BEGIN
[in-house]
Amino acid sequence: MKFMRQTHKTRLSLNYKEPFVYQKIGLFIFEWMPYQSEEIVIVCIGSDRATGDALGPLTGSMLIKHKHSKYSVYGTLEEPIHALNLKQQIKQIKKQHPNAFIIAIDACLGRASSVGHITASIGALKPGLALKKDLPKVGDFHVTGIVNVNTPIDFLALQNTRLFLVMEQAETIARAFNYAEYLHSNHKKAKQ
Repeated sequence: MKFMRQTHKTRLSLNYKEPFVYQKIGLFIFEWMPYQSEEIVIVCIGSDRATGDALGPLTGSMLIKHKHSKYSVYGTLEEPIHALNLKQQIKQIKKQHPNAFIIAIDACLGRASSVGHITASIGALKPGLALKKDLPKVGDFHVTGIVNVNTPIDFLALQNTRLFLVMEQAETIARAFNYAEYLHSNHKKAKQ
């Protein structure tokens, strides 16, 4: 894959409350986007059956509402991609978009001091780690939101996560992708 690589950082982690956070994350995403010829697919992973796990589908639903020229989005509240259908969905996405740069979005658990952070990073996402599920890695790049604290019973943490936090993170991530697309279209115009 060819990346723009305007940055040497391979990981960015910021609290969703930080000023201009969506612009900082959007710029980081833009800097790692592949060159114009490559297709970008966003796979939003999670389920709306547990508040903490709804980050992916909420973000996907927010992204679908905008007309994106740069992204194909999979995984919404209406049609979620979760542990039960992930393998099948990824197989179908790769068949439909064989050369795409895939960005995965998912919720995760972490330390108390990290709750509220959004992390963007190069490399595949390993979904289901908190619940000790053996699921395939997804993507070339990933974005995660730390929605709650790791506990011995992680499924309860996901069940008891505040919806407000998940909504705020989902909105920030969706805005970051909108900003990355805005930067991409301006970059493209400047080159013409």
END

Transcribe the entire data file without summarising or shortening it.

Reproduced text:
[in-house]
Amino acid sequence: MKFMRQTHKTRLSLNYKEPFVYQKIGLFIFEWMPYQSEEIVIVCIGSDRATGDALGPLTGSMLIKHKHSKYSVYGTLEEPIHALNLKQQIKQIKKQHPNAFIIAIDACLGRASSVGHITASIGALKPGLALKKDLPKVGDFHVTGIVNVNTPIDFLALQNTRLFLVMEQAETIARAFNYAEYLHSNHKKAKQ
Repeated sequence: MKFMRQTHKTRLSLNYKEPFVYQKIGLFIFEWMPYQSEEIVIVCIGSDRATGDALGPLTGSMLIKHKHSKYSVYGTLEEPIHALNLKQQIKQIKKQHPNAFIIAIDACLGRASSVGHITASIGALKPGLALKKDLPKVGDFHVTGIVNVNTPIDFLALQNTRLFLVMEQAETIARAFNYAEYLHSNHKKAKQ
């Protein structure tokens, strides 16, 4: 894959409350986007059956509402991609978009001091780690939101996560992708 690589950082982690956070994350995403010829697919992973796990589908639903020229989005509240259908969905996405740069979005658990952070990073996402599920890695790049604290019973943490936090993170991530697309279209115009 060819990346723009305007940055040497391979990981960015910021609290969703930080000023201009969506612009900082959007710029980081833009800097790692592949060159114009490559297709970008966003796979939003999670389920709306547990508040903490709804980050992916909420973000996907927010992204679908905008007309994106740069992204194909999979995984919404209406049609979620979760542990039960992930393998099948990824197989179908790769068949439909064989050369795409895939960005995965998912919720995760972490330390108390990290709750509220959004992390963007190069490399595949390993979904289901908190619940000790053996699921395939997804993507070339990933974005995660730390929605709650790791506990011995992680499924309860996901069940008891505040919806407000998940909504705020989902909105920030969706805005970051909108900003990355805005930067991409301006970059493209400047080159013409």